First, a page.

Tag Archive: Choctaw people

Jun 25

Stories from My Grandfather – The Origin of Poison

WHAT’S PLAYING: Brule “We the People”

A long time ago, when the world was new, a certain vine grew in the shallow waters of the bayou where the Choctaw people went to bathe or swim. This vine was very poisonous, and whenever someone touched this vine, he or she would get very sick and die.

 

Now, this vine liked the Choctaw people, and didn’t want to cause them so much pain and sorrow. But, since it grew beneath the surface of the bayou, it could not show itself to them. So, it decided to give away its poison. It called all of the chiefs of the small people of the swamps—the wasps, bees and snakes, and offered them its poison.

The small chiefs held a council about the and, since they were defenseless and often stepped on by others, agreed to share the vine’s poison.

Bee spoke first. “I will take a small part of your poison, which I will only use to defend my hive. I will warn people before I sting them, and it will kill me to use my poison, so I will do so very carefully.”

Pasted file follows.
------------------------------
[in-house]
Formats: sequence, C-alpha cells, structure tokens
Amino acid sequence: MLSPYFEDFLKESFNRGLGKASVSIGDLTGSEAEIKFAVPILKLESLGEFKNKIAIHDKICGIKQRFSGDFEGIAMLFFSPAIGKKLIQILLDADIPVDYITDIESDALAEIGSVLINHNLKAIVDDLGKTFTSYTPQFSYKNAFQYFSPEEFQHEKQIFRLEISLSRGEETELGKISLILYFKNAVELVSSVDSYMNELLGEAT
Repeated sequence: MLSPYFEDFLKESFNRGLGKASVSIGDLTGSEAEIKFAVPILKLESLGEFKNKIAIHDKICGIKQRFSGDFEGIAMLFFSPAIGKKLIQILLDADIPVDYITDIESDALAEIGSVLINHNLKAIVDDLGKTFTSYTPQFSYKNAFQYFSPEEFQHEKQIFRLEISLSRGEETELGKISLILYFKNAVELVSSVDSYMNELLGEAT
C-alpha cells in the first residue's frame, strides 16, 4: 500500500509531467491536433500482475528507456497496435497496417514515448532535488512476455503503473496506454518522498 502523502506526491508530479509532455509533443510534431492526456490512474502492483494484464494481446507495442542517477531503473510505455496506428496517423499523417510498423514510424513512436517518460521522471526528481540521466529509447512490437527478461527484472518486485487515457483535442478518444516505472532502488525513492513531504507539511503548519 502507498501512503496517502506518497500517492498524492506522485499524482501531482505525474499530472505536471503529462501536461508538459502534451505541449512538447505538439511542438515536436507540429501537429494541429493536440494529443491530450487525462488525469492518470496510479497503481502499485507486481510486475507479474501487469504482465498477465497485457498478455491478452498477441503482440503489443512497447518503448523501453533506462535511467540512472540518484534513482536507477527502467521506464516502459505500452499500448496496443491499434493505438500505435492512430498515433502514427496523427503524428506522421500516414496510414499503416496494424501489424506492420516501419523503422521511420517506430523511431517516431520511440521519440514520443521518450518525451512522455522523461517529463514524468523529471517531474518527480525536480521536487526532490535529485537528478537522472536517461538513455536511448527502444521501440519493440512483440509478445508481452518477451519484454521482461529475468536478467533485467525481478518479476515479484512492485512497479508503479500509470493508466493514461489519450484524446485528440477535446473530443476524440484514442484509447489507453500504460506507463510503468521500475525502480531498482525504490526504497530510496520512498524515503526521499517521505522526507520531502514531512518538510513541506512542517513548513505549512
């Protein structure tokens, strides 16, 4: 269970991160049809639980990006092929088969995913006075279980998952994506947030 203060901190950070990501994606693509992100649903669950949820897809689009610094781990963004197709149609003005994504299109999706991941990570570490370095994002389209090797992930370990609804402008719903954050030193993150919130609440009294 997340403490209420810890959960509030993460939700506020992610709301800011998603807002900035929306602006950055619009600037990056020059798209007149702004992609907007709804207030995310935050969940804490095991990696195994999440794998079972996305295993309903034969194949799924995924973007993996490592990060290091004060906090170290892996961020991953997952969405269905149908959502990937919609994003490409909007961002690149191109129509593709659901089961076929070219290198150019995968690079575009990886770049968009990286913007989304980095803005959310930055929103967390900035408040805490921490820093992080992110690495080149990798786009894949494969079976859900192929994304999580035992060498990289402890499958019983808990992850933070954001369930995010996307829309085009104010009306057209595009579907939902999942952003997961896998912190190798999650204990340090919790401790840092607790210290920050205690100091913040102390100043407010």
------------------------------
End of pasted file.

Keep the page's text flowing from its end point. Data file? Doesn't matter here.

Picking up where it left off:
Wasp spoke next. “I will take a small part of your poison, also,” he said. “Then I will be able to protect my nest. But, I will warn people by buzzing close to them, and I will keep my poison in my tail.”

Water Moccasin spoke. “I will take some of your poison, but will use it only if people step on me. I will keep it my mouth so that when I bare my fangs, people will see how white my mouth is and know to stay away from me.”

 

Rattlesnake spoke last. “I will take all that is left of your poison, and will also hold it in my mouth. And before I strike someone, I will use my tail to warn them. Intesha. Intesha. That is the sound I will make to let people know that they are too close.”

And so it was done. The vine gave up its poison to the bees, wasps, water moccasins and rattlesnakes. Where once that vine had poison, now it has small flowers.

From then on, only those who were foolish and did not listen to the warnings of the small ones, who took the vine’s poisons, were hurt. Now, the shallow waters of the bayous are safe for the Choctaw people.

 

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